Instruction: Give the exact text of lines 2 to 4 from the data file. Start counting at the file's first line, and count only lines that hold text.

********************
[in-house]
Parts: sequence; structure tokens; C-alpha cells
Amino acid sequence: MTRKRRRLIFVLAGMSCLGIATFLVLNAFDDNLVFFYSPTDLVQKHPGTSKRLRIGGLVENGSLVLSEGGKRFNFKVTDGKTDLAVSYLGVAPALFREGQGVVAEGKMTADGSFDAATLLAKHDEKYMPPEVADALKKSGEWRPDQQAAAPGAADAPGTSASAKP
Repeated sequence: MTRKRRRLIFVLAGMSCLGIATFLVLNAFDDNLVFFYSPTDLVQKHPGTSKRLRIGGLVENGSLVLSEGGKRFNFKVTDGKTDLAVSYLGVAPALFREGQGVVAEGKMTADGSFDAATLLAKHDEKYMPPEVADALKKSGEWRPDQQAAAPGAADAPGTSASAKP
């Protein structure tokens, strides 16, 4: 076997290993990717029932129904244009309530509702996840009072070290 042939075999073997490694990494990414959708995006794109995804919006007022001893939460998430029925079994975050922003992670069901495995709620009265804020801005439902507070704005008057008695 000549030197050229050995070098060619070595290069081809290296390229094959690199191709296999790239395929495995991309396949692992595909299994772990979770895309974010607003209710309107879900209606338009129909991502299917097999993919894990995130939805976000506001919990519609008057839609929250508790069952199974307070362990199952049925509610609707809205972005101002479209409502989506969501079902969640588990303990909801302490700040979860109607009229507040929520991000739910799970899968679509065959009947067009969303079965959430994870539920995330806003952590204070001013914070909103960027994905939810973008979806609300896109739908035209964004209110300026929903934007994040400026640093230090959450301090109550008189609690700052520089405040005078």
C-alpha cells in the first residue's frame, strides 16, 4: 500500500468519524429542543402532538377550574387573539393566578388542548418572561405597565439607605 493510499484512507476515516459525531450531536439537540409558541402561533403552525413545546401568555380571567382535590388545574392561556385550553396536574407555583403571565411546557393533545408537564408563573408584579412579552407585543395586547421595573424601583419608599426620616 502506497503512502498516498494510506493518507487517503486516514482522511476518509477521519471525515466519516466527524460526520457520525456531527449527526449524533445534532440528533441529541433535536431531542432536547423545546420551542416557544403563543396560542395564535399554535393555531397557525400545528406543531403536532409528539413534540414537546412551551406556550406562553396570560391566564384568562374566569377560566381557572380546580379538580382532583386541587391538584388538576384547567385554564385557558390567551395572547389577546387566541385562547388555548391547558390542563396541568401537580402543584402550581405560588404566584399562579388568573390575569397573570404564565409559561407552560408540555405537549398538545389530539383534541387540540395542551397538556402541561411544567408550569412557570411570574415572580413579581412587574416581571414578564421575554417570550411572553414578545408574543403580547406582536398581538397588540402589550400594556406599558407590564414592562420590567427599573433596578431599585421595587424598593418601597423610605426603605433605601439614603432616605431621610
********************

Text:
Parts: sequence; structure tokens; C-alpha cells
Amino acid sequence: MTRKRRRLIFVLAGMSCLGIATFLVLNAFDDNLVFFYSPTDLVQKHPGTSKRLRIGGLVENGSLVLSEGGKRFNFKVTDGKTDLAVSYLGVAPALFREGQGVVAEGKMTADGSFDAATLLAKHDEKYMPPEVADALKKSGEWRPDQQAAAPGAADAPGTSASAKP
Repeated sequence: MTRKRRRLIFVLAGMSCLGIATFLVLNAFDDNLVFFYSPTDLVQKHPGTSKRLRIGGLVENGSLVLSEGGKRFNFKVTDGKTDLAVSYLGVAPALFREGQGVVAEGKMTADGSFDAATLLAKHDEKYMPPEVADALKKSGEWRPDQQAAAPGAADAPGTSASAKP